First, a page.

You may have noticed a lot of people on Twitter grumbling about Tumblr’s outages, the latest of which started on Saturday and have continued, in sometimes day-long chunks, through today. The social network’s problems come at a time when their userbase is growing rapidly, along with their pageviews, though this stumble threatens to curtail that.
“…keeping up with growth has presented more work than our small team was prepared for,” says the staff blog. “But we are determined and focused on bringing our infrastructure well ahead of capacity as quickly as possible.”
If you’re not one of Tumblr’s 7.5 million users, you might not even know what the heck it is or why there’s such a fuss. But for Tumblr addicts, these outages have been like someone snatching away their morning coffee. Why are people so devoted? I’ll try to explain.
Tumblr is a microblogging site that sits somewhere between Twitter and a traditional blog. There are no length restrictions on Tumblr posts, but the culture of the site encourages short updates, and many users stick to this format. The major feature that makes Tumblr stand out is that it divides up posts by type: Text, Photo, Quote, Link, Chat, Audio, and Video.
Depending on the type of post, Tumblr serves up a different template. Photo bloggers are particularly fond of the network, as are fashion bloggers. The company recently hired their first community director for fashion, in fact, highlighting that segment’s importance on the service. If you’re not into fashion, don’t worry. Users aren’t overrun by blogs and photos and content they don’t care about. And there’s more to Tumblr than the latest runway shenanigans.
Just as with Twitter, users must Follow a Tumblr blog to keep up with it. Posts from all your followed blogs show up on the Dashboard (similar to a Facebook Newsfeed) in reverse chronological order. Tumblr makes it easy to Reblog posts, while adding your own commentary, or not. Users can also Like a post. Though there is a way to leave comments natively, most interaction on Tumblr is via Reblogs and Likes. That doesn’t mean there isn’t dialogue, though. Whenever you interact with a post, a little note shows up beneath it informing the original poster and anyone else who comes along who has reblogged or liked the post.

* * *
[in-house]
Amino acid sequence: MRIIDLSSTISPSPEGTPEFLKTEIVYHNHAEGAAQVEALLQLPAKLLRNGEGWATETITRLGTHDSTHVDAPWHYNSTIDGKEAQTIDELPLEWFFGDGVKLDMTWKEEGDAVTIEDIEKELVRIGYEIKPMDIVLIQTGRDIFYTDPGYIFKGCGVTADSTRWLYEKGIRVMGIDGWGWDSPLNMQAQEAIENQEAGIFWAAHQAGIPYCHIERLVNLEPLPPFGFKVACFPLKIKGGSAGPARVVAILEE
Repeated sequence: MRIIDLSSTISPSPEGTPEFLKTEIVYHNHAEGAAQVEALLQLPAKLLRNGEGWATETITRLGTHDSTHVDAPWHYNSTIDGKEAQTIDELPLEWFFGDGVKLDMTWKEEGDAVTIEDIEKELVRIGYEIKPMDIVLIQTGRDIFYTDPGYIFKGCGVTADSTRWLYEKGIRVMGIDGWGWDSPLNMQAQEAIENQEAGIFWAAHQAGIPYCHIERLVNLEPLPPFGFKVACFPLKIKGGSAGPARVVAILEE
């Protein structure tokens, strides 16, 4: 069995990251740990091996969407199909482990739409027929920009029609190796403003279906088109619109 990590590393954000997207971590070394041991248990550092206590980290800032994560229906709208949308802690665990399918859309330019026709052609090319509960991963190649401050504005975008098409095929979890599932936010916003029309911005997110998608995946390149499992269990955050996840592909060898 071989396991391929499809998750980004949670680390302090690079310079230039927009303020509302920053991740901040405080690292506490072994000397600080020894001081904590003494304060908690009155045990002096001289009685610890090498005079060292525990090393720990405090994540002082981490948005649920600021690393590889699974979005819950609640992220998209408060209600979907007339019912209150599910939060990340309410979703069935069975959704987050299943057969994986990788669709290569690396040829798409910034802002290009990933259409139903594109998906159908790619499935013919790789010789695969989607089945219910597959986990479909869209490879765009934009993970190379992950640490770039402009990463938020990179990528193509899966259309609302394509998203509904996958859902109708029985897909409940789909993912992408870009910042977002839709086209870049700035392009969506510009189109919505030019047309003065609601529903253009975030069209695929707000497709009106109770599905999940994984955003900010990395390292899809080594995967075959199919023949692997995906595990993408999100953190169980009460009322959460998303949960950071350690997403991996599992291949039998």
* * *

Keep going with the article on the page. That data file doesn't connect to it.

Tumblr makes link-blogging easy. I used to incorporate Delicious links into my blog, but found that limiting. With Tumblr I can put up links and commentary, photos, video, etc., and have it all feed automatically to my main blog’s sidebar.
Magazines are also getting in on Tumblr. Newsweek incorporated Tumblr into the main site, but the blog mostly points back to features and news stories. Still, by embracing the Tumblr culture of short quotes, fun images, and links, the company showed that they didn’t just slap something together. The New Yorker is doing something similar on Tumblr. The blog has issue announcements, weekly To-Do lists, links to features, great photos, as well as former covers.
Thinking about starting your own Tumblr blog? Go to it. It’s free, after all. But before you run off, check out the helpful tips for using Tumblr below.
Update 6/18/2011: Recently, Tumblr made some major changes to their Dashboard, UI, and services. We’ve updated these tips to reflect those changes and will continue to do so in the future.
Tumblr recently implemented a native commenting system on its blogs, but replies are limited to the site’s users, only show up on the Dashboard, and only work for primary blogs. Luckily, there is an easy way to add comments that anyone can use via a third-party provider: Disqus.
Because Tumblr makes posting or reblogging links, images, and more so fast and easy, it’s easy to overwhelm your Tumblr followers. Try spacing out posts with the queue feature, which allows users to stagger posts over hours or days.
Static pages can give your readers more in-depth information about yourself and your blog than what you can fit on the sidebar (if you have one). These pages can be useful whether you use Tumblr for pro blogging or just to share your favorite links or images with friends.
Using the same steps for creating static pages, users can also create redirects that will show up on your sidebar just like Page links. You can point users to your other blogs or sites, or any page on the web using your own URL.
How To Post From Your Phone
On the Tumblr Goodies page users can find multiple ways to post to Tumblr on the go, from e-mail to apps for iPhone, Android and BlackBerry. However, even if you don’t have a smart phone you can still post while mobile.
How To Import Content From Other Services
Unfortunately, in a recent redesign, Tumblr disabled a previously popular feature that allowed users to import content from other services such as Delicious, Twitter, blogs, and RSS feeds.
Auto-Post Tumblr to Twitter and Facebook
Log in to the Twitter and/or Facebook accounts you want to connect to Tumblr.
How To Promote Your Blog on Tumblr
Spotlight is the most similar to the old Directory as it’s a place where Tumblr staff highlights the best blogs in specific categories. However, unlike the old Directory, users can’t submit their favorite blogs, anymore. To get listed, you’ll have to catch the attention of the staff and get an invite. There are ways you can get your blog noticed without being on the Spotlight page, though.
The Explore page is an ever-changing list of what’s new and hot on Tumblr based on tags. If you add popular tags to your posts (appropriately, of course), they may show up on the Explore page. As Tumblr users can now browse by tag and track the tags they like most, anyone can stumble across a new blog they love. To tag posts:
Looking to make your Tumblr blog as professional as possible? Try using a custom domain name instead of the default yourname.tumblr.com address.